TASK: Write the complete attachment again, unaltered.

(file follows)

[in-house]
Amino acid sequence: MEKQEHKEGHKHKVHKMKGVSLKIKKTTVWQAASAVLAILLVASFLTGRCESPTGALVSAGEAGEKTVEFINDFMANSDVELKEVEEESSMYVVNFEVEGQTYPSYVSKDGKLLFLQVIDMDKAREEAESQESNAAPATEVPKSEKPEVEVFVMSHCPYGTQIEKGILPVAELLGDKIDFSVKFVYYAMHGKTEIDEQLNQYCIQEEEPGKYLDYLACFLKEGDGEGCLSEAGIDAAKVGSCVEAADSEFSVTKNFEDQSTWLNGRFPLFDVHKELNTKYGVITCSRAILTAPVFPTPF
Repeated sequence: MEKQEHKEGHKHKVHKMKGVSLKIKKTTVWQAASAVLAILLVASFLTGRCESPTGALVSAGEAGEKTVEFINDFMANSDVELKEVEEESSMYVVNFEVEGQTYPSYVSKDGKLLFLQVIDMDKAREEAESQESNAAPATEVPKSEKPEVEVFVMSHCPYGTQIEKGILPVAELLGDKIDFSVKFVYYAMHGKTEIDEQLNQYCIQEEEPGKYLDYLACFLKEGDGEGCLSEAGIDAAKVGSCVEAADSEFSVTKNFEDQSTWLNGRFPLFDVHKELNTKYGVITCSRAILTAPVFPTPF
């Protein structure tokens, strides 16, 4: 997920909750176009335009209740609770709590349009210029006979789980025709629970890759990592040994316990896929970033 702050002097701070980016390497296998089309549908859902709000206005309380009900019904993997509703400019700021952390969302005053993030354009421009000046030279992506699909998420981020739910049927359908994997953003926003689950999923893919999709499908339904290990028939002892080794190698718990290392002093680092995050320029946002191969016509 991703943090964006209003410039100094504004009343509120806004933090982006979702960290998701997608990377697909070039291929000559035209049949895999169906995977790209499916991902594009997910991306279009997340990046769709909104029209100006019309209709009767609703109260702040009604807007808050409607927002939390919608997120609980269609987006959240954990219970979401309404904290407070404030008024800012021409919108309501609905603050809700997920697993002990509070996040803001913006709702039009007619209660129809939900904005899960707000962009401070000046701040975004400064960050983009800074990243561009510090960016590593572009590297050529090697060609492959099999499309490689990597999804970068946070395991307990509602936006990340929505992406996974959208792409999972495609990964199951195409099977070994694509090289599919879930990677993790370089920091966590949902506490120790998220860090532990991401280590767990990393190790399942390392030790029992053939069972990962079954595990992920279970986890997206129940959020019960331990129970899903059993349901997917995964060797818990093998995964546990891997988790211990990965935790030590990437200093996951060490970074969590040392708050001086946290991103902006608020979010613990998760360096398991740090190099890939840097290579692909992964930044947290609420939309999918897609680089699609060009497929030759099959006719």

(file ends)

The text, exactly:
[in-house]
Amino acid sequence: MEKQEHKEGHKHKVHKMKGVSLKIKKTTVWQAASAVLAILLVASFLTGRCESPTGALVSAGEAGEKTVEFINDFMANSDVELKEVEEESSMYVVNFEVEGQTYPSYVSKDGKLLFLQVIDMDKAREEAESQESNAAPATEVPKSEKPEVEVFVMSHCPYGTQIEKGILPVAELLGDKIDFSVKFVYYAMHGKTEIDEQLNQYCIQEEEPGKYLDYLACFLKEGDGEGCLSEAGIDAAKVGSCVEAADSEFSVTKNFEDQSTWLNGRFPLFDVHKELNTKYGVITCSRAILTAPVFPTPF
Repeated sequence: MEKQEHKEGHKHKVHKMKGVSLKIKKTTVWQAASAVLAILLVASFLTGRCESPTGALVSAGEAGEKTVEFINDFMANSDVELKEVEEESSMYVVNFEVEGQTYPSYVSKDGKLLFLQVIDMDKAREEAESQESNAAPATEVPKSEKPEVEVFVMSHCPYGTQIEKGILPVAELLGDKIDFSVKFVYYAMHGKTEIDEQLNQYCIQEEEPGKYLDYLACFLKEGDGEGCLSEAGIDAAKVGSCVEAADSEFSVTKNFEDQSTWLNGRFPLFDVHKELNTKYGVITCSRAILTAPVFPTPF
């Protein structure tokens, strides 16, 4: 997920909750176009335009209740609770709590349009210029006979789980025709629970890759990592040994316990896929970033 702050002097701070980016390497296998089309549908859902709000206005309380009900019904993997509703400019700021952390969302005053993030354009421009000046030279992506699909998420981020739910049927359908994997953003926003689950999923893919999709499908339904290990028939002892080794190698718990290392002093680092995050320029946002191969016509 991703943090964006209003410039100094504004009343509120806004933090982006979702960290998701997608990377697909070039291929000559035209049949895999169906995977790209499916991902594009997910991306279009997340990046769709909104029209100006019309209709009767609703109260702040009604807007808050409607927002939390919608997120609980269609987006959240954990219970979401309404904290407070404030008024800012021409919108309501609905603050809700997920697993002990509070996040803001913006709702039009007619209660129809939900904005899960707000962009401070000046701040975004400064960050983009800074990243561009510090960016590593572009590297050529090697060609492959099999499309490689990597999804970068946070395991307990509602936006990340929505992406996974959208792409999972495609990964199951195409099977070994694509090289599919879930990677993790370089920091966590949902506490120790998220860090532990991401280590767990990393190790399942390392030790029992053939069972990962079954595990992920279970986890997206129940959020019960331990129970899903059993349901997917995964060797818990093998995964546990891997988790211990990965935790030590990437200093996951060490970074969590040392708050001086946290991103902006608020979010613990998760360096398991740090190099890939840097290579692909992964930044947290609420939309999918897609680089699609060009497929030759099959006719």